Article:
“How can this possibly be legal?”

At first glance, Deanna Dawkins’ flight itinerary from Jacksonville, Fla., to London looked perfectly normal. There was only a change of plane in New York, according to Travelocity.

But neither she, nor her father, Robert, examined the schedule closely. If they had, they’d have noticed a small notation: “Airport change from New York La Guardia (LGA) to New York J F Kennedy International Airport (JFK).”

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That’s right. Dawkins would have to take a cab across town.

Can Travelocity sell that kind of itinerary? Her father wondered. (If he sounds a little worried, it’s because he has good reason: Deanna is spending her junior year abroad.)

Never have I seen a reservation made that required the passenger to reclaim her luggage, get ground transportation on her own to a second airport miles away, re-check her bags, go through security a second time, and pay a second set of baggage fees.

I called Travelocity to ask how in the world they could offer such an itinerary, and they basically said it was the airline’s (Delta) fault and my fault, the airline for offering it, and me for booking it. How can a travel site offer this as a travel option? How can this possibly be legal?

The short answer is: It’s legal, but it shouldn’t be. Travelocity is no stranger to the problematic connection in New York.

I recommended Dawkins send a brief, polite email to Travelocity, asking it to help his daughter.

Here’s its response:

Travelocity will refund the cost of the taxi between LaGuardia and JFK airports up to $50.00. We will also refund you if Deanna is charged a second baggage fee in JFK. Please advise Deanna to request a receipt for the taxi and any baggage fee paid at JFK. Send the copies of the receipts to the fax number listed below or scan and attach them to an email. Your feedback is valuable to us and we hope you will give us another opportunity to be your online travel provider.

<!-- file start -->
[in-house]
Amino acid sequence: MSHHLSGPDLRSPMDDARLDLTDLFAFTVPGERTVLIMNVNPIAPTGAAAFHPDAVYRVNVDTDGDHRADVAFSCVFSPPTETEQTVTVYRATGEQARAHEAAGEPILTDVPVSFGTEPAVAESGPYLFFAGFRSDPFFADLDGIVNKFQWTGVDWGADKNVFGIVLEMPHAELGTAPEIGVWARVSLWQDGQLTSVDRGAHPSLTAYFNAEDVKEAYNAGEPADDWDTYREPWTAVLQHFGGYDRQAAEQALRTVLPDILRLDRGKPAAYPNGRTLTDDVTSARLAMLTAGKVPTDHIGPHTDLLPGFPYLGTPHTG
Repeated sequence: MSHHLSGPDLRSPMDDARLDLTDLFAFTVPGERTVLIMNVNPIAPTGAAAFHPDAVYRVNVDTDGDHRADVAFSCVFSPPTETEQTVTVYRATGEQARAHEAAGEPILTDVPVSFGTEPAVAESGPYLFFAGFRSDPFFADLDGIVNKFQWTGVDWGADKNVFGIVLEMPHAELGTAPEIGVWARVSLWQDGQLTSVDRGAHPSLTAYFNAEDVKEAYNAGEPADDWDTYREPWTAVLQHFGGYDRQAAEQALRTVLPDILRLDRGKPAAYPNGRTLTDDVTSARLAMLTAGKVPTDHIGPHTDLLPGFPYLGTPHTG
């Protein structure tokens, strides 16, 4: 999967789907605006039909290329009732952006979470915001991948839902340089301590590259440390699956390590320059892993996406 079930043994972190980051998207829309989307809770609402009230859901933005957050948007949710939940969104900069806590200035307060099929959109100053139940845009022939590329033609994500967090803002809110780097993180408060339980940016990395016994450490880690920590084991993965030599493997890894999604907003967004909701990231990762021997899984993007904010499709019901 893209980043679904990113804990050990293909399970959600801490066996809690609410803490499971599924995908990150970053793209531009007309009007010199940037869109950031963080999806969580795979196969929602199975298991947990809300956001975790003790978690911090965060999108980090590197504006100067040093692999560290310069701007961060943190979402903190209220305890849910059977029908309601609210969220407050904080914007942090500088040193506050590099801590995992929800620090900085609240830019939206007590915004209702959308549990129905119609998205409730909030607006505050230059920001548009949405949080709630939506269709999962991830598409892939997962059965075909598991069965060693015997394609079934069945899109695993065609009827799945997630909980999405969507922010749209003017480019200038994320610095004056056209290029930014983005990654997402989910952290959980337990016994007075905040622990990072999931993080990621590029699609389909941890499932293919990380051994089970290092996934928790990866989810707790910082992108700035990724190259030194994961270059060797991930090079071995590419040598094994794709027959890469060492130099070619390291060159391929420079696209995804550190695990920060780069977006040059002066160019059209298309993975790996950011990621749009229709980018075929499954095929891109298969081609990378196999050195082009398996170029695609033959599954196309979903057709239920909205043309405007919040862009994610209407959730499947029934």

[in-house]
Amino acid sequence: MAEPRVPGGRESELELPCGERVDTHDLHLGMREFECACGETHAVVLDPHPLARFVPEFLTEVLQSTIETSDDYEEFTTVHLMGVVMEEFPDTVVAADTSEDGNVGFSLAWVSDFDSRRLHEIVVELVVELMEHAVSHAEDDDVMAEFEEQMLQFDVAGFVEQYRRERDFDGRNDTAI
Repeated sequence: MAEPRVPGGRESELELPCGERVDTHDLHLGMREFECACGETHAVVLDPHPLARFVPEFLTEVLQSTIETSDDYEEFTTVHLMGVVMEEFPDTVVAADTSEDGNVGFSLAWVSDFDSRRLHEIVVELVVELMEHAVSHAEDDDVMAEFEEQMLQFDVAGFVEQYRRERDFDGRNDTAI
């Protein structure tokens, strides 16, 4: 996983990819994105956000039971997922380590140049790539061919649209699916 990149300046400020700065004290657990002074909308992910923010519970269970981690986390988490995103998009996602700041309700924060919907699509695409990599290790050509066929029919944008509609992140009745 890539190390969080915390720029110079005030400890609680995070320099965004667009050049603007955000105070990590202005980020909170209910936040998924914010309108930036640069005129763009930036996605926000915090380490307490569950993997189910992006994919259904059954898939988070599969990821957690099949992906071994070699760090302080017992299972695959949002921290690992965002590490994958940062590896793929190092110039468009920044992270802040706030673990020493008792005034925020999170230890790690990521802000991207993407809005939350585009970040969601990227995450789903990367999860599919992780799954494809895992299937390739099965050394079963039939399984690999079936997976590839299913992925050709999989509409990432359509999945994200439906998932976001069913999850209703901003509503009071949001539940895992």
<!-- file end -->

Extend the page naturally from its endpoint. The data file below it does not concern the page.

Good for Travelocity, although I think it would have been better for Deanna to reschedule one of her legs so she didn’t have to transfer at all. Still, covering the cab ride was the right thing for Travelocity.

Dawkins has an idea, too.

Wouldn’t it have been more honest — assuming that a travel schedule like this should be offered in the first place, which it absolutely shouldn’t be — to clearly say in boldface red type that this was not your standard itinerary, and that your connection was miles away and you were completely on your own to get there, and that you’d have to get your luggage, then have to check that luggage again, and then wait in line to go through security all over again?

Can’t disagree with that. But I also have a recommendation for Dawkins: Next time, review your itinerary immediately and call Travelocity if there’s something wrong with it. An agency can fix a problem like this — if it’s brought to its attention quickly.

Update (1 p.m.): Travelocity responds:

Enclosed is a screen grab of what we advise when a change of airport is involved…I thought you and your readers would find it of interest.

We are interested.

(Photo: morrissey/Flickr Creative Commons)